The American romance with cut glass in the late nineteenth and early twentieth centuries speaks to the gilded age appreciation of the decorative arts in its most elegant and intricate forms. At the turn of the twentieth century, sparklingly beautiful pitchers, punchbowls, compotes, and platters appealed to the American taste for increasingly complex design and ornamentation. An eager American market encouraged ever more spectacular cut-glass works by increasingly inventive artisans.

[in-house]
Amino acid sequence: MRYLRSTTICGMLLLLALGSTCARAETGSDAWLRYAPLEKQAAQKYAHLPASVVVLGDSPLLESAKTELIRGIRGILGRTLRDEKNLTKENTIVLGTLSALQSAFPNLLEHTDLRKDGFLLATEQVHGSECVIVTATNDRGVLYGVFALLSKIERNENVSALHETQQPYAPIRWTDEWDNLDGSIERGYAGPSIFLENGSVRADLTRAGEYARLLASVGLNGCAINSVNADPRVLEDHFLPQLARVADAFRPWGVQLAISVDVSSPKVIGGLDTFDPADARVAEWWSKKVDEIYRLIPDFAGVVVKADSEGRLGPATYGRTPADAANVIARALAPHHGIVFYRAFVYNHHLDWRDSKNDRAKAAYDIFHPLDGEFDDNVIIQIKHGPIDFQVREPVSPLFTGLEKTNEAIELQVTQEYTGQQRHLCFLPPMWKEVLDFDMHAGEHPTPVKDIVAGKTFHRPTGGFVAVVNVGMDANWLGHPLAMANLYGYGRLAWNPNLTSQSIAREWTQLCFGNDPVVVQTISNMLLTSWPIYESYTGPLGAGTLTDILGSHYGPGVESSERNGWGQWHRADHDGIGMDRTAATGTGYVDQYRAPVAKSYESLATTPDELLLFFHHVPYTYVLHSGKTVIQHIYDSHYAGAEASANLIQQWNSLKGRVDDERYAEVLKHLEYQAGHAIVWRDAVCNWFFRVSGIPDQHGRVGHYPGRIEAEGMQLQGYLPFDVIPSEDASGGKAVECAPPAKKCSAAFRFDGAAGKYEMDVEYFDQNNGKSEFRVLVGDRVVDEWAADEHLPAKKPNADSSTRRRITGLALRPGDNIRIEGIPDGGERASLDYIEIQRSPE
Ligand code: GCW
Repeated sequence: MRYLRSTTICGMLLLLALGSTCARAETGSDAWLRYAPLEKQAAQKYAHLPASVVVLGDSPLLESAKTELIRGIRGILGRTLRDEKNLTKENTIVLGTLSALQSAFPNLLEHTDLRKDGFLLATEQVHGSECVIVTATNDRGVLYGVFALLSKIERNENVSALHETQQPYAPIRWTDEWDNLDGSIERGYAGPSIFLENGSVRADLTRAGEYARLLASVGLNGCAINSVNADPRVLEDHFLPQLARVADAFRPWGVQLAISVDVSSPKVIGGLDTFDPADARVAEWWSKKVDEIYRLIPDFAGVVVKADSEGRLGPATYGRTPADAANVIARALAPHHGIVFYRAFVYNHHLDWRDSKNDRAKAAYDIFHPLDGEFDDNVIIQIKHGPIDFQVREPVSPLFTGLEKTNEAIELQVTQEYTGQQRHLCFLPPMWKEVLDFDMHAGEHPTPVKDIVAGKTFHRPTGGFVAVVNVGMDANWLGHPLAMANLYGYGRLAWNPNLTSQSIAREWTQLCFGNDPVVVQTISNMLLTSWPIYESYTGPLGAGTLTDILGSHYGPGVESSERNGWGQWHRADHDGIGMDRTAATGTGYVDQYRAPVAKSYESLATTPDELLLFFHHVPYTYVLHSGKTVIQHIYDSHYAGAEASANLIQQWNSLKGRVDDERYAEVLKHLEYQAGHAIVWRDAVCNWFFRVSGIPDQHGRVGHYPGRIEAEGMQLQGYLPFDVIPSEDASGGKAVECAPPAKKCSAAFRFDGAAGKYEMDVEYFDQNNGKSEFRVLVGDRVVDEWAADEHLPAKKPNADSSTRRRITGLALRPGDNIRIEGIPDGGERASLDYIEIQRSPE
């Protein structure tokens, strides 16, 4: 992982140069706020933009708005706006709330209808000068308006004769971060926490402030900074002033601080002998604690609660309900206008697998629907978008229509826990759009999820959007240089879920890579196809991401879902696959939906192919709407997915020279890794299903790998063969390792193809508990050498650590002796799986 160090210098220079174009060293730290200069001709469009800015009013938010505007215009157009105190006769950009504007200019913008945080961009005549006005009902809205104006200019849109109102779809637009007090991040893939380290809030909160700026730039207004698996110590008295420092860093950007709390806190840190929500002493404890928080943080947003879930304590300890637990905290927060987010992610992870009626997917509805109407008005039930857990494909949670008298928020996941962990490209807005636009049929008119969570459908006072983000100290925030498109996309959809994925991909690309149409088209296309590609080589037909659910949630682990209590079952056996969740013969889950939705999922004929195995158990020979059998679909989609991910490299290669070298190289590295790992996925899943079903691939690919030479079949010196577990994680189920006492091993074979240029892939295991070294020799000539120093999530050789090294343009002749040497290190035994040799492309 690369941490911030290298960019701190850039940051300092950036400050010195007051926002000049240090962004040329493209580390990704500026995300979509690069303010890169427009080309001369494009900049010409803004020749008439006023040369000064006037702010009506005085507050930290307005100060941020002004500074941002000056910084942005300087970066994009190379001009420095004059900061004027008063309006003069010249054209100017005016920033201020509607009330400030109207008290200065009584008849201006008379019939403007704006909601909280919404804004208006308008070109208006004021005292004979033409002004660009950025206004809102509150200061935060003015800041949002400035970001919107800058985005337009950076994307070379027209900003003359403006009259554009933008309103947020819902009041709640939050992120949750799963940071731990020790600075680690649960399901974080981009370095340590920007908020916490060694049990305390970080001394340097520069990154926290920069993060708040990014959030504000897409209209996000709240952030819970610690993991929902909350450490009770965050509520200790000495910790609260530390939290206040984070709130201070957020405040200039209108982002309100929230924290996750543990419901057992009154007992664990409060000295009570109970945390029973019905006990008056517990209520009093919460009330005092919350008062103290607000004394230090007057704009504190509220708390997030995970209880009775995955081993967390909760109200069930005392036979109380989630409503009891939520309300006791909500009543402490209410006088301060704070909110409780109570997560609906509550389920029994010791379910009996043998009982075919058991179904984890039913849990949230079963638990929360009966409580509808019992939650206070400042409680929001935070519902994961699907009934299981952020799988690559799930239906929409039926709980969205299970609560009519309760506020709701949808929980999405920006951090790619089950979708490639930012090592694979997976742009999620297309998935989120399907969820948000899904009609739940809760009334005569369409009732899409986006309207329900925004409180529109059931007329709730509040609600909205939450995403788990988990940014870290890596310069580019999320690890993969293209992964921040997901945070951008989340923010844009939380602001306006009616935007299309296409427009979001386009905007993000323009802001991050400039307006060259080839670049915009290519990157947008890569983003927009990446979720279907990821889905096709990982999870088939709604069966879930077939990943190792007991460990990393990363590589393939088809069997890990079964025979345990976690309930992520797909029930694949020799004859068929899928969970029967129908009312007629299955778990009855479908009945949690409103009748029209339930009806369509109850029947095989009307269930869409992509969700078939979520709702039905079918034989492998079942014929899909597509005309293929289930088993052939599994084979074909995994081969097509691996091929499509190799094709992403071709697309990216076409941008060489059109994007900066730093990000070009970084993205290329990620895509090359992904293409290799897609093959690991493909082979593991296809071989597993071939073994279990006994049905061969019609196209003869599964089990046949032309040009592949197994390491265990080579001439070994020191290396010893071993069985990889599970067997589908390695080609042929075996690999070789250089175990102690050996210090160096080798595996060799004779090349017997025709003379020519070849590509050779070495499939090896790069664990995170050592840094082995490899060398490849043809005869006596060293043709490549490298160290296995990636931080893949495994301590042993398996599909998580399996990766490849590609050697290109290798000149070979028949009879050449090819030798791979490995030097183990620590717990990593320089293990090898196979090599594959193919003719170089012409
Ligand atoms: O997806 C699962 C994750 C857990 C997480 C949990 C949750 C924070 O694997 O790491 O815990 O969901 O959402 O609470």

American cut glass came to be appreciated worldwide for its unique white clarity and the remarkable depth and precision of its diamond cuts. Unlike pressed glass, which is formed in molds, cut glass is blown by artisans and then cut on lathes-a time-consuming process, but one that yielded wares that still captivate to this day.